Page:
Art is everywhere: the therapeutic kind, the fun kind, and the nonsense kind too. Everyone is either doing something artistic for fun and displaying it on social media for personal gratification, or creating and selling their handmade art projects, or dazzling everyone with their over-the-top talents.
One of the trends that picked up like fire in dry hay was coloring circular Indian patterns called Mandalas. This type of art – or coloring it, at least – got the whole world hooked: practicing it, showing it off, talking about it, analyzing it and more. People talked about their mysterious effect on our stress level, somehow proving it scientifically, or spiritually, or whatever. I really didn’t bother reading about the idea behind them so much, as much as I enjoyed their impact on me.
Generally, I like to analyze how I feel about anything I’m doing and check how it affects me. This one was no different. Besides my mere love for art in general, I was really enjoying coloring one after one of those mandalas (and other patterns), and after some self-reflection, I came up with a few reasons why I love them. You might relate to those reasons and you might not since the effect of arts on us is totally subjective. But I can see at least a few heads nodding in agreement and some eyebrows rising in revelation (yes, I like to imagine things):
- Finishing Fast: I am one of those people who hate pending issues, unfinished business and incomplete projects. I’m either guilty of not finishing them or frustrated because they’ve stopped for some other reason. Unlike most of our life projects, these pieces of art start and end pretty fast or whenever I want them to. I can work on a very simple pattern and give it several days, or get engrossed in a very complex one and forget myself till I’m done within a few hours. Even if I don’t finish one, it’s a conscious decision to leave it as is – because I’m bored for example, so I never feel guilty.
- Letting loose: Perfectionism is the route to all evil. Ok, so maybe that’s a bit of an exaggeration but really, this “virtue” I have has cost me a lot. I never quite get anything done, or even start anything in the first place if I’m not sure of its every detail and know that it’ll come out the way I want it to – perfect usually!
I don’t have that feeling with mandalas, at least not anymore. I just jump right in, pick up colors as I go, and not care much about symmetry or having a perfect outcome. Yes, I love making fancy color coordinations, but if I want to improvise and get out of the expected color pattern, I do. This took some practice on my side, sort of forcing myself to let go of the perfection syndrome. I believe I’m making some nice progress.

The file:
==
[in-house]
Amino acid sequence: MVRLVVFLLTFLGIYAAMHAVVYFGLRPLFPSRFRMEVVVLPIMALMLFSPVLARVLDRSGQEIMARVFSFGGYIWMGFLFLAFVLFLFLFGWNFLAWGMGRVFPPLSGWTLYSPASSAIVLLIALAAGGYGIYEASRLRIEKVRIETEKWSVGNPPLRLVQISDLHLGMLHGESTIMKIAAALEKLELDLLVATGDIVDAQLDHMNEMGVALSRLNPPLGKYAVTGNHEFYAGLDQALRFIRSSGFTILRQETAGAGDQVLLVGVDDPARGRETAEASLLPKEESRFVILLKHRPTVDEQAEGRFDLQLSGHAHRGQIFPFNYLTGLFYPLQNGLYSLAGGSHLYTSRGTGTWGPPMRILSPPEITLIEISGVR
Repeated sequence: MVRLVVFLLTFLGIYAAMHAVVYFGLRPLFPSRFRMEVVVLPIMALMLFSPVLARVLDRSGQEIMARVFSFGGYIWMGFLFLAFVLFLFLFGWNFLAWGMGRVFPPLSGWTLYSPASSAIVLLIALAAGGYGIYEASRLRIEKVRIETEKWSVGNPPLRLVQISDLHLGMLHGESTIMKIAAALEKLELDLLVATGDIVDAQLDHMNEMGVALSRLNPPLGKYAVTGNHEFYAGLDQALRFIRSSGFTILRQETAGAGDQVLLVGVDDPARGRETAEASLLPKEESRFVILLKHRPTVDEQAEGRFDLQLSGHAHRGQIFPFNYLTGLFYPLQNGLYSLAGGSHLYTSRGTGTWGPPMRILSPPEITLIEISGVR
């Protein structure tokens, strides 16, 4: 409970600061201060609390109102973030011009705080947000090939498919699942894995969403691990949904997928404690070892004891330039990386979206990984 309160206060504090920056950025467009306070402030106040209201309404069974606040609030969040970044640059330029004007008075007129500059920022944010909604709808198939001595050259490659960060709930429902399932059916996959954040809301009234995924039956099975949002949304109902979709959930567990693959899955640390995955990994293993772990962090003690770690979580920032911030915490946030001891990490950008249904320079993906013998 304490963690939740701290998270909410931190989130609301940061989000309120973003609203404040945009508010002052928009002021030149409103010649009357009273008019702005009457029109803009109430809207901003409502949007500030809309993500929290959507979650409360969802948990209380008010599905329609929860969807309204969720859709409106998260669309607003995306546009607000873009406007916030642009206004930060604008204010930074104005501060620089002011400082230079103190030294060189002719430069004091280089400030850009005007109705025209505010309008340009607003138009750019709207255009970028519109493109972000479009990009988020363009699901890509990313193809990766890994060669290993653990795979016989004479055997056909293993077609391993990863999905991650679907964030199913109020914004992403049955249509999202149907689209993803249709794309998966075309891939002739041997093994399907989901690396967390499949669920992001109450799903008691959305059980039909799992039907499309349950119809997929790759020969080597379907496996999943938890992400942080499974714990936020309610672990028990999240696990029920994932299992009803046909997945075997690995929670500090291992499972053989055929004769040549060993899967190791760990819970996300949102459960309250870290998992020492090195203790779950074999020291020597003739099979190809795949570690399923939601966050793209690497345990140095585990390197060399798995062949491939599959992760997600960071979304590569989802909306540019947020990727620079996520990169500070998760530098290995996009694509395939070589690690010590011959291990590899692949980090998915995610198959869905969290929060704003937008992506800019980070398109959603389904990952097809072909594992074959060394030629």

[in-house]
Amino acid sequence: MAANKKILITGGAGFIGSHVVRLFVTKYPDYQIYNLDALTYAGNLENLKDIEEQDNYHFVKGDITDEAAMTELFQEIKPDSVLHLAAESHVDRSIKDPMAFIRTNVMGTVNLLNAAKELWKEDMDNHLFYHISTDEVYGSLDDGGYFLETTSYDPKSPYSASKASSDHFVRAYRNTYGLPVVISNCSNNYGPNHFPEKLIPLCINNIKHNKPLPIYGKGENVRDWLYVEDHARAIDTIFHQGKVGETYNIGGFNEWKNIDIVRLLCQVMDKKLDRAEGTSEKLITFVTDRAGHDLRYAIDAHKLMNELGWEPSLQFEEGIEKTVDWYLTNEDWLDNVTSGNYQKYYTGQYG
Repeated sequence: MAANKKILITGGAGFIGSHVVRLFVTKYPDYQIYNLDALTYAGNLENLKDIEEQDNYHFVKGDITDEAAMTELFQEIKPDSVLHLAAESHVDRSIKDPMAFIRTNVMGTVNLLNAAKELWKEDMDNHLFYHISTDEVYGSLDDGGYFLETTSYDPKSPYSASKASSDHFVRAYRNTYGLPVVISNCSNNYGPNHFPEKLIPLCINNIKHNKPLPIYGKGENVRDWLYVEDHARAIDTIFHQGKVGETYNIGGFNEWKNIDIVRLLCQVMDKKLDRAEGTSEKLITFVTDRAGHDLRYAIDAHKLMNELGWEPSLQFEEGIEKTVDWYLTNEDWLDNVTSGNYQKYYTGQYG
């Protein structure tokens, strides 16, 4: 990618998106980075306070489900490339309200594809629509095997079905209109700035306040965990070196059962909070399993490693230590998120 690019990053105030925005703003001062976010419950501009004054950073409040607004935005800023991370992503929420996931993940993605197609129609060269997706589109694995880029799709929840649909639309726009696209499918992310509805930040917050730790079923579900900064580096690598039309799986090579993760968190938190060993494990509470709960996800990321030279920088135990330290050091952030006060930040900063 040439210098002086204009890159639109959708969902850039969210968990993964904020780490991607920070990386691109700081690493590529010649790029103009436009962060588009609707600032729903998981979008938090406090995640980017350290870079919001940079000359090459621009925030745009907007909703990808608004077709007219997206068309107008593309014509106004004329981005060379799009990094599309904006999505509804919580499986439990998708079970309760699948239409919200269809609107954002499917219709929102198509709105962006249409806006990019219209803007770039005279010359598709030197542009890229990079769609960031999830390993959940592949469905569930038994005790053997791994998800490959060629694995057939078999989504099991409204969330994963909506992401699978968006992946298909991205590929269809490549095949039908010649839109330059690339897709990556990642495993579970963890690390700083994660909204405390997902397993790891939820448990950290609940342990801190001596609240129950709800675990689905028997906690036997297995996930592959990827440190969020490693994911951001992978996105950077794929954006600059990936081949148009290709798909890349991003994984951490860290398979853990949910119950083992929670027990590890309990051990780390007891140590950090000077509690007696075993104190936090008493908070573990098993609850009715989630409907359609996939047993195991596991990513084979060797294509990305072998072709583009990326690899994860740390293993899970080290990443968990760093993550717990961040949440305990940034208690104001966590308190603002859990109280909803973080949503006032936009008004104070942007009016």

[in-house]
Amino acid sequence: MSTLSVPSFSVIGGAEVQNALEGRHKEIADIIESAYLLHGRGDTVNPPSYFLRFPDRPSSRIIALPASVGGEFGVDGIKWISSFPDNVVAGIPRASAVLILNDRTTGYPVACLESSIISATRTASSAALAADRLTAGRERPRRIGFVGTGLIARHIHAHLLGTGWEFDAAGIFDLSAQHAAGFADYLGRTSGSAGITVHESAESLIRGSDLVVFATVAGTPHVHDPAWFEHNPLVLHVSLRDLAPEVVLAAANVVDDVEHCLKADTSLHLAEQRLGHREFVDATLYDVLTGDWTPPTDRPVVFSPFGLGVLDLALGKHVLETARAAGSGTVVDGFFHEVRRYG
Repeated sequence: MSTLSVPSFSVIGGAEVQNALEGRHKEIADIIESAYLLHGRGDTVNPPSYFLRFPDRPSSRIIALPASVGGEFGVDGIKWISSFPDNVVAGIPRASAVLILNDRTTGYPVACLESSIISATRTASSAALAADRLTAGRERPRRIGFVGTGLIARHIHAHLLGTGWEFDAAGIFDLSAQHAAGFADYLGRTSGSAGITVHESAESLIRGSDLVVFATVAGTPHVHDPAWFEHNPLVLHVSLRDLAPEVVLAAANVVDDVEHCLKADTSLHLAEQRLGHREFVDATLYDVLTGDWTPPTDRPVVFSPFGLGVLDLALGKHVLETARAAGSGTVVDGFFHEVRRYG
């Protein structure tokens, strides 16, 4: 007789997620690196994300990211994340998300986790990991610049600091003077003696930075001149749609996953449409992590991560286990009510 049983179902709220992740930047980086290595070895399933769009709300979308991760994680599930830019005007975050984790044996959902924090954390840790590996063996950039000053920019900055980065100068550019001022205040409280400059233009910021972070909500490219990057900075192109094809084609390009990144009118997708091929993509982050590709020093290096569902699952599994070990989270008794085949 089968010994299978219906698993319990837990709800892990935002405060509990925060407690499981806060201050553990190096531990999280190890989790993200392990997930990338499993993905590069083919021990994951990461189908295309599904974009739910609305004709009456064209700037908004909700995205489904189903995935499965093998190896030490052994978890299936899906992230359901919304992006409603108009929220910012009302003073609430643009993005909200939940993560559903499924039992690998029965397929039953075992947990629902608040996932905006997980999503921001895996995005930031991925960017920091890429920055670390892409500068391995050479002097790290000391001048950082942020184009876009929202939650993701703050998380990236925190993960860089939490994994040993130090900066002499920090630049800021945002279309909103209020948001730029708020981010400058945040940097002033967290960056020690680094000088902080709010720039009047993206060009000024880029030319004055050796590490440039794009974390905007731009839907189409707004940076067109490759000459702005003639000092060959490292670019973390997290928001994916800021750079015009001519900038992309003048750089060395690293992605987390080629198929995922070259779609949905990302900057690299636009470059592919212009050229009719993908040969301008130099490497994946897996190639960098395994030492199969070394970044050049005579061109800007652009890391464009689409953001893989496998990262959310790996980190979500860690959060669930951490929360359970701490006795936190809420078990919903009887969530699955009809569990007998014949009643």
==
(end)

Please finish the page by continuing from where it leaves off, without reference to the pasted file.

- Right kind of break: As someone with ADD – for real – I tend to get sucked into visual things much more than other people. If I decide to take a break from work and go on Facebook or Instagram or the likes, the intended five minutes could easily drag into 30 minutes or more without me even noticing. It’s best for me to take some sort of kinetic break, move around a bit or do some exercises; but I’m a real panda sometimes. So..
*The coloring gives me the break I need without dragging too much. Since I’m the one creating the distraction, moving my hands, choosing colors…etc, it’s easy to stop at any minute whether switching between colors or as soon as I complete a certain part, I simply decide that the break is over and get back to work. I’ve tried it a lot and it gives me the mental break that I really need instead of filling my head with random stuff like social media does.
- Mini achievements: Striving for greatness, or being obsessed with success and achievement is another tiring aspect of my life. Because even though I know success is relative, and it’s more about the journey and happiness and all those lovely words, I still can’t help but feel disappointed at the state of being a work-in-progress.
Starting and finishing a mandala art piece and being proud of the result no matter how trivial my contribution was (after all, I’m just coloring here) gives me a tiny, yet comforting, sense of pride that gets me going for a while. And since I’m really good at picking colors, sometimes the outcome is frame-worthy and I can put it up in my room and brag about it. Vanity never killed anyone, did it?
- Boredom-free guarantee: I can’t even begin to explain how quickly I get bored of things. I have so many unfinished art projects and hobby-related things, not to mention hating any routine of any kind.
Thanks to the Indians’ innovation of their mandalas and allowing the whole world to pick up this art frenzy, I now have endless patterns, shapes and sizes to choose from. I can never get bored, or feel like I’ve been coloring the same thing over and over again. This is a wonderful guarantee that I can keep doing this activity for a long time!